By Peter Cao: ’14
“Maze Runner” by James Dashner is the first book in the Maze Runner trilogy, the book was released in 2009 while the movie came out in the fall of 2014. The similarities between The Hunger Games, Divergent, and The Maze Runner are striking. Here are three obvious reasons why they almost seem to be written by the same author. First, the settings are both set in a post Apocalyptic world where the Government is corrupt and secretive. Second, the main character is a young teenager that attracts attention to himself from the Government, and finally the main character and his friends are put into a test to fight for their life.
In the Hunger Games and Divergent the stories start off with backstories of the main characters and goes into depth explaining the post-apocalyptic worlds and the settings that they live in, whereas in the Maze Runner the story jumps into action right away, we don’t get a understanding of Thomas the main character’s backstory and are left to assume his past. Thomas is seen riding a ascending cage, he is violently banged around as the cart ascends at unbelievable speed up into the air. The readers are immediately hooked in as they try to figure out what happened. Thomas the main character is confused and has no recalling of his memory. As the cart ascends higher, we see an opening appear and the cart is blasted into bright sunlight. Thomas a 16 year old boy is surrounded by boys very much similar to him, they jump down and pull him into the open, Thomas immediately sprints away and continues running (Foreshadowing) until he realizes he cant escape when he comes upon the enormous looming walls of the maze.
He is led around the “Glade” by a another boy called Chuck and they immediately become friends. His memory has been wiped, as have all the other members of the Glade, but Thomas knows one thing, he must find the exit to the maze. The maze is enormous in size and surrounds the Glade, there are four huge doors located in the North,West,East,South sections of the maze. Every night the doors of the maze close and every morning the doors of the maze open. “Runners” are teenagers that are extremely physically fit. At the crack of sunrise as soon as the maze doors open, they rush into the maze, each one of them has memorized the mage thoroughly, they run around in the maze mapping things out and come back before the doors close. This is the most dangerous job in the maze, due to the fact that the teenagers aren’t the only people that live in the maze, located in the maze are also a creature known as the Grievers, these creatures are “Spider-like” robots that roam the maze at night and devours anything it finds. So ultimately getting stuck in the maze when the doors close is death. Thomas on the other hand finds the runners very interesting and seeks to join them.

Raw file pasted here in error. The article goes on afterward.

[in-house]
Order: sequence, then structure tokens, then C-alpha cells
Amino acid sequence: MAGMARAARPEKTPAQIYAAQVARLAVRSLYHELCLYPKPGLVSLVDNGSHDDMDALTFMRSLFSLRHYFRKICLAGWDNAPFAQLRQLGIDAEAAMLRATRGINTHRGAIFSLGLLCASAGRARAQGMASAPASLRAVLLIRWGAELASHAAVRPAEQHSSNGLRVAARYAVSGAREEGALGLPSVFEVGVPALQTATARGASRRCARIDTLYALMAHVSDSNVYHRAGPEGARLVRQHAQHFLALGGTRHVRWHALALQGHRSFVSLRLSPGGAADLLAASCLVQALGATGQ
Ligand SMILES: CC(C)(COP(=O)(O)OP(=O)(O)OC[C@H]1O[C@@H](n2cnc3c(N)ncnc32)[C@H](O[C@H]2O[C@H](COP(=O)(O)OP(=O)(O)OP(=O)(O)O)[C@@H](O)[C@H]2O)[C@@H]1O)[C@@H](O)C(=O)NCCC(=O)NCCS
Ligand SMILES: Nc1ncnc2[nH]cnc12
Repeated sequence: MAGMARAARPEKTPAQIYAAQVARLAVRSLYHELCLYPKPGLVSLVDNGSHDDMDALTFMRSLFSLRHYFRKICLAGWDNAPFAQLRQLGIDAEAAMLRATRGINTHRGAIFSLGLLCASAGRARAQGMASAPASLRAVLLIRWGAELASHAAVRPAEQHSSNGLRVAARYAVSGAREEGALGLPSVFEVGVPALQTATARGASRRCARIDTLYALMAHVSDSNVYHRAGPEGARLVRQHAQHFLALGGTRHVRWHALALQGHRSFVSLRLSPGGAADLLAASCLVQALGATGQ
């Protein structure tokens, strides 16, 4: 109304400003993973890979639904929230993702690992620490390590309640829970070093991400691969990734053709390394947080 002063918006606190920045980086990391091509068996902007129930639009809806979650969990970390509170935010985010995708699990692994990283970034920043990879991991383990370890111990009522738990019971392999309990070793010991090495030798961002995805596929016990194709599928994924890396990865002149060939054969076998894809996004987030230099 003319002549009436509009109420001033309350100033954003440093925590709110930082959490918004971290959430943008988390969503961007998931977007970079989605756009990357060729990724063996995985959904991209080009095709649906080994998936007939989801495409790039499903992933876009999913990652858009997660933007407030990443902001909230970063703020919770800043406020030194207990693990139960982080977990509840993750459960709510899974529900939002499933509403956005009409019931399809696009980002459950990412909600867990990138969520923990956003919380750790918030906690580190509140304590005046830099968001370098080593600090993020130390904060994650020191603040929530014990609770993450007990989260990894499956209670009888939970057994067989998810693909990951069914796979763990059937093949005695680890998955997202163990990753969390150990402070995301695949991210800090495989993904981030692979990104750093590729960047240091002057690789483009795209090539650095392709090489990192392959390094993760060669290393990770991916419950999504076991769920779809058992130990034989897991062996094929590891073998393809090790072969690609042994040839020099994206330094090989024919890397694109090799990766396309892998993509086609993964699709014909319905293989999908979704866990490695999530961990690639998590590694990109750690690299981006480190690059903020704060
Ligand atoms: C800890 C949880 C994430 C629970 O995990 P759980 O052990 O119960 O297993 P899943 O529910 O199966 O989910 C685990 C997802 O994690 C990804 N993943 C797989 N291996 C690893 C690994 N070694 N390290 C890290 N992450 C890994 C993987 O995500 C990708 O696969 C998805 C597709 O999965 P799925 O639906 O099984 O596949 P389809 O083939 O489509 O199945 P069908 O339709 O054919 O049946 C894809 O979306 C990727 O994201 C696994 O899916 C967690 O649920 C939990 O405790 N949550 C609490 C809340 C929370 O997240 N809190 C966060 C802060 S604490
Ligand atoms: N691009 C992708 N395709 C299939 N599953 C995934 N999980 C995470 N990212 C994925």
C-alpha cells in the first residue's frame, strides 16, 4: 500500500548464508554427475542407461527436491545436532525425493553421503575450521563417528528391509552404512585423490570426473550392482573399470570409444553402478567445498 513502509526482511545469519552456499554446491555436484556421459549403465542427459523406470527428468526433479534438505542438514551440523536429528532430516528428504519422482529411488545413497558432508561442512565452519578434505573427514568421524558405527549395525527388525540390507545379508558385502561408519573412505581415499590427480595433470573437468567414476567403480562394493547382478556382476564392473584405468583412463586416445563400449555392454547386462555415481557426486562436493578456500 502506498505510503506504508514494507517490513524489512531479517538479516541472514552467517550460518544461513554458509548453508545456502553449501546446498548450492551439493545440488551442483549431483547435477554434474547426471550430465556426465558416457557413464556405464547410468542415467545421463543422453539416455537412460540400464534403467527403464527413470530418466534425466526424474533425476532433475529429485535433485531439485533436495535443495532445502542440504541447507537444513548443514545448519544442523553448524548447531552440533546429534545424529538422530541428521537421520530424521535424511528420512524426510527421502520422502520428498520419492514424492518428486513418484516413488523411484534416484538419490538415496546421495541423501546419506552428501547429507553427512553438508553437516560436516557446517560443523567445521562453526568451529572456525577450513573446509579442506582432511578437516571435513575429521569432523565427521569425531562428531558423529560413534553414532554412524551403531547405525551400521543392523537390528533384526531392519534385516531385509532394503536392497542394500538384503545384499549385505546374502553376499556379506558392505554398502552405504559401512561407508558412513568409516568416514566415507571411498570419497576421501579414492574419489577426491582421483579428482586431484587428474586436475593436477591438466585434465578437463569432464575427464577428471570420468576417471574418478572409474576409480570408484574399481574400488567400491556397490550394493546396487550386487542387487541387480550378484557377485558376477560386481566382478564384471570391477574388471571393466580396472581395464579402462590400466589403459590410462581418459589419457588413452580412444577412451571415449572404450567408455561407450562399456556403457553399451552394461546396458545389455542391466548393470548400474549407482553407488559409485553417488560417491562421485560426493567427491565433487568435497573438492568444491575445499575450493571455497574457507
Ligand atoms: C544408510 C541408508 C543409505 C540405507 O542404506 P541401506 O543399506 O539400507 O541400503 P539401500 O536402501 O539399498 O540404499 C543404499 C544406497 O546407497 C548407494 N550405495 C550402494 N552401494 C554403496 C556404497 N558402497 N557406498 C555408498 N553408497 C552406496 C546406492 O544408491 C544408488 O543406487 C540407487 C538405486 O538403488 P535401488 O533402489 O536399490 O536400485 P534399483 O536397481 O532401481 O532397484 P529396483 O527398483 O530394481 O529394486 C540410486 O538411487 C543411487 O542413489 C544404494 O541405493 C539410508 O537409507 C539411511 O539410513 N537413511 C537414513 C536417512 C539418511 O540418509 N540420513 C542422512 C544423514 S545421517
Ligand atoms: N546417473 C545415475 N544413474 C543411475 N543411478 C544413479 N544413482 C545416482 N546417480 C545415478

If you want to know what happens further, you’re just going to have to read the book. The story is filled with action, and reading the book almost feels like you’re watching the movie, have you ever read those books that makes you feel like you’re in the characters shoes and just makes you want to read more? Thats exactly what the Maze Runner does. In the Hunger Games where its mostly killing and the slaughtering of others, the Maze Runner although it does have its fair share of blood and gore, doesn’t contain as much action. The Maze Runner almost feels like an Mystery Book similar to Divergent. The Book is written in the Third person whereas the Hunger Games is written in first and allows you a much deeper insight to Katniss thoughts.
The Maze Runner was diffidently a great book sizing up to its opponents the Hunger Games and Divergent, but just doesn’t have that “oomph” that Hunger Games did. The story coasts along at a very slow speed, almost as if the real climax would be revealed in the second book. In the Hunger Games readers feel an emotional connection to Katniss as they root her on during the games, whereas the Maze Runner, the reader reads to satisfy their curiosity. All in all the Maze Runner is a great book recommended for younger readers filled with plot twists and action at every turn.